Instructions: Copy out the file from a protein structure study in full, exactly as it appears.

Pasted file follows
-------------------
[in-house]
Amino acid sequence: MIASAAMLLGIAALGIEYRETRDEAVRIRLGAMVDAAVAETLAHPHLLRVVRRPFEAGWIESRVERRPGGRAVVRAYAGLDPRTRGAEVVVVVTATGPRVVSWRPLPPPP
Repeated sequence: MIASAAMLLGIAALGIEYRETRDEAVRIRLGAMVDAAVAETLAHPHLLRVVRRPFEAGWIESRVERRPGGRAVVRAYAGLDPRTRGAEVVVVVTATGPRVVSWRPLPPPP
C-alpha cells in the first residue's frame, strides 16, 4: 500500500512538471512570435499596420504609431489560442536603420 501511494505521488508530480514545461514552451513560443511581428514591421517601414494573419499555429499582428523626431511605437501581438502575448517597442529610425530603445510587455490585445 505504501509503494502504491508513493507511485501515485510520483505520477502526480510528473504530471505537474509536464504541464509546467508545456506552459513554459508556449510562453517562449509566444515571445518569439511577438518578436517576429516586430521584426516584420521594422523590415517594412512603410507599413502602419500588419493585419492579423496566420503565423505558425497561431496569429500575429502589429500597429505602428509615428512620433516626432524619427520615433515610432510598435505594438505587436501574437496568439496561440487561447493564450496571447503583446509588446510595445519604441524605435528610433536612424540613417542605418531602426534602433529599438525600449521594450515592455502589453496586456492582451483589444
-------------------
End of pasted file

[in-house]
Amino acid sequence: MIASAAMLLGIAALGIEYRETRDEAVRIRLGAMVDAAVAETLAHPHLLRVVRRPFEAGWIESRVERRPGGRAVVRAYAGLDPRTRGAEVVVVVTATGPRVVSWRPLPPPP
Repeated sequence: MIASAAMLLGIAALGIEYRETRDEAVRIRLGAMVDAAVAETLAHPHLLRVVRRPFEAGWIESRVERRPGGRAVVRAYAGLDPRTRGAEVVVVVTATGPRVVSWRPLPPPP
C-alpha cells in the first residue's frame, strides 16, 4: 500500500512538471512570435499596420504609431489560442536603420 501511494505521488508530480514545461514552451513560443511581428514591421517601414494573419499555429499582428523626431511605437501581438502575448517597442529610425530603445510587455490585445 505504501509503494502504491508513493507511485501515485510520483505520477502526480510528473504530471505537474509536464504541464509546467508545456506552459513554459508556449510562453517562449509566444515571445518569439511577438518578436517576429516586430521584426516584420521594422523590415517594412512603410507599413502602419500588419493585419492579423496566420503565423505558425497561431496569429500575429502589429500597429505602428509615428512620433516626432524619427520615433515610432510598435505594438505587436501574437496568439496561440487561447493564450496571447503583446509588446510595445519604441524605435528610433536612424540613417542605418531602426534602433529599438525600449521594450515592455502589453496586456492582451483589444